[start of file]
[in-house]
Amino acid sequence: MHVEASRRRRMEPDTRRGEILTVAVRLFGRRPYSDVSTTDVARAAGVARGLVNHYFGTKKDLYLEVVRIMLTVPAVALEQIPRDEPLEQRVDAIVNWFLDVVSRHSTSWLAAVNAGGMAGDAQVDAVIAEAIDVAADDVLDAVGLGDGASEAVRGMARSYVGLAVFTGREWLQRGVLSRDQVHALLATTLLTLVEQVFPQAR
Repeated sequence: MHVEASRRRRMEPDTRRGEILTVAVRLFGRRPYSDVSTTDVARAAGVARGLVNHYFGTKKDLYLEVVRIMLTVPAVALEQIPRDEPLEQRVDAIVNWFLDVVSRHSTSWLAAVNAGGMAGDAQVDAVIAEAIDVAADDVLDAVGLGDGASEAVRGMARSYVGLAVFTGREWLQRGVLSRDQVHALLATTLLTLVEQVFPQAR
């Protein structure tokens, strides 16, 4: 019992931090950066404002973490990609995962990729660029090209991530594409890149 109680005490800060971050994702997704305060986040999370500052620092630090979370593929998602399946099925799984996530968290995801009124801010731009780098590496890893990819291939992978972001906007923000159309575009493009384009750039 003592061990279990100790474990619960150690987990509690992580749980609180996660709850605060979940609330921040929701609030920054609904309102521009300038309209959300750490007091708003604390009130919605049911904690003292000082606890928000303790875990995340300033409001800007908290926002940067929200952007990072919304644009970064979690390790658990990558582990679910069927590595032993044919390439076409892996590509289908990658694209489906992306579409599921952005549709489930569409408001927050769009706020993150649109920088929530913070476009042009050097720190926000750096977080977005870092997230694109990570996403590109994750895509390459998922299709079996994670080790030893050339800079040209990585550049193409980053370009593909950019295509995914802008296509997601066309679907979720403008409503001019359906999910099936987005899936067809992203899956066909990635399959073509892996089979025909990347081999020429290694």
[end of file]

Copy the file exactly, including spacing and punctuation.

[in-house]
Amino acid sequence: MHVEASRRRRMEPDTRRGEILTVAVRLFGRRPYSDVSTTDVARAAGVARGLVNHYFGTKKDLYLEVVRIMLTVPAVALEQIPRDEPLEQRVDAIVNWFLDVVSRHSTSWLAAVNAGGMAGDAQVDAVIAEAIDVAADDVLDAVGLGDGASEAVRGMARSYVGLAVFTGREWLQRGVLSRDQVHALLATTLLTLVEQVFPQAR
Repeated sequence: MHVEASRRRRMEPDTRRGEILTVAVRLFGRRPYSDVSTTDVARAAGVARGLVNHYFGTKKDLYLEVVRIMLTVPAVALEQIPRDEPLEQRVDAIVNWFLDVVSRHSTSWLAAVNAGGMAGDAQVDAVIAEAIDVAADDVLDAVGLGDGASEAVRGMARSYVGLAVFTGREWLQRGVLSRDQVHALLATTLLTLVEQVFPQAR
């Protein structure tokens, strides 16, 4: 019992931090950066404002973490990609995962990729660029090209991530594409890149 109680005490800060971050994702997704305060986040999370500052620092630090979370593929998602399946099925799984996530968290995801009124801010731009780098590496890893990819291939992978972001906007923000159309575009493009384009750039 003592061990279990100790474990619960150690987990509690992580749980609180996660709850605060979940609330921040929701609030920054609904309102521009300038309209959300750490007091708003604390009130919605049911904690003292000082606890928000303790875990995340300033409001800007908290926002940067929200952007990072919304644009970064979690390790658990990558582990679910069927590595032993044919390439076409892996590509289908990658694209489906992306579409599921952005549709489930569409408001927050769009706020993150649109920088929530913070476009042009050097720190926000750096977080977005870092997230694109990570996403590109994750895509390459998922299709079996994670080790030893050339800079040209990585550049193409980053370009593909950019295509995914802008296509997601066309679907979720403008409503001019359906999910099936987005899936067809992203899956066909990635399959073509892996089979025909990347081999020429290694």